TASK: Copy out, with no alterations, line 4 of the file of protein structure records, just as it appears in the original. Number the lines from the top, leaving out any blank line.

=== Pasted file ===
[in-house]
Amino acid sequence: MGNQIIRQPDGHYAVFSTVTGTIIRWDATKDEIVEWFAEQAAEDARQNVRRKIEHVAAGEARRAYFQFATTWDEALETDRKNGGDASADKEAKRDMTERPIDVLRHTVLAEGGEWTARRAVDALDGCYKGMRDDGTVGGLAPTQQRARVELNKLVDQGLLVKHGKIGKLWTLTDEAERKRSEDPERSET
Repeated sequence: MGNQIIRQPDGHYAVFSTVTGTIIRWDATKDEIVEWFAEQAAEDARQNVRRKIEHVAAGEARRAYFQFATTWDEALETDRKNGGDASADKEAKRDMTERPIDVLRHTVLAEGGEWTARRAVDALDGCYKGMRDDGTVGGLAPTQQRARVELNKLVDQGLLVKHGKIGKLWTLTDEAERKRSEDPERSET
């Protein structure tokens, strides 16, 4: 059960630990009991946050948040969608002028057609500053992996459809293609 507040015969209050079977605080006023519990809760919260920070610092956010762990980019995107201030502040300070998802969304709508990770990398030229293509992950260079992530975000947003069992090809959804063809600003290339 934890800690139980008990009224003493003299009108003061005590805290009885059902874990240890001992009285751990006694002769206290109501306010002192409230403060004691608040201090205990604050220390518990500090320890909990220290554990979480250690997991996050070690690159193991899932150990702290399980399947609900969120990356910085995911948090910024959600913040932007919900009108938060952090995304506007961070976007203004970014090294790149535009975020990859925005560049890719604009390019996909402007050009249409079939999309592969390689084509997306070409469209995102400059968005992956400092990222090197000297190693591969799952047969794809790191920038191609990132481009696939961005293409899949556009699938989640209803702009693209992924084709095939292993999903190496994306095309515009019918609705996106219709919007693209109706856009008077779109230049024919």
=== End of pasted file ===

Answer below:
């Protein structure tokens, strides 16, 4: 059960630990009991946050948040969608002028057609500053992996459809293609 507040015969209050079977605080006023519990809760919260920070610092956010762990980019995107201030502040300070998802969304709508990770990398030229293509992950260079992530975000947003069992090809959804063809600003290339 934890800690139980008990009224003493003299009108003061005590805290009885059902874990240890001992009285751990006694002769206290109501306010002192409230403060004691608040201090205990604050220390518990500090320890909990220290554990979480250690997991996050070690690159193991899932150990702290399980399947609900969120990356910085995911948090910024959600913040932007919900009108938060952090995304506007961070976007203004970014090294790149535009975020990859925005560049890719604009390019996909402007050009249409079939999309592969390689084509997306070409469209995102400059968005992956400092990222090197000297190693591969799952047969794809790191920038191609990132481009696939961005293409899949556009699938989640209803702009693209992924084709095939292993999903190496994306095309515009019918609705996106219709919007693209109706856009008077779109230049024919």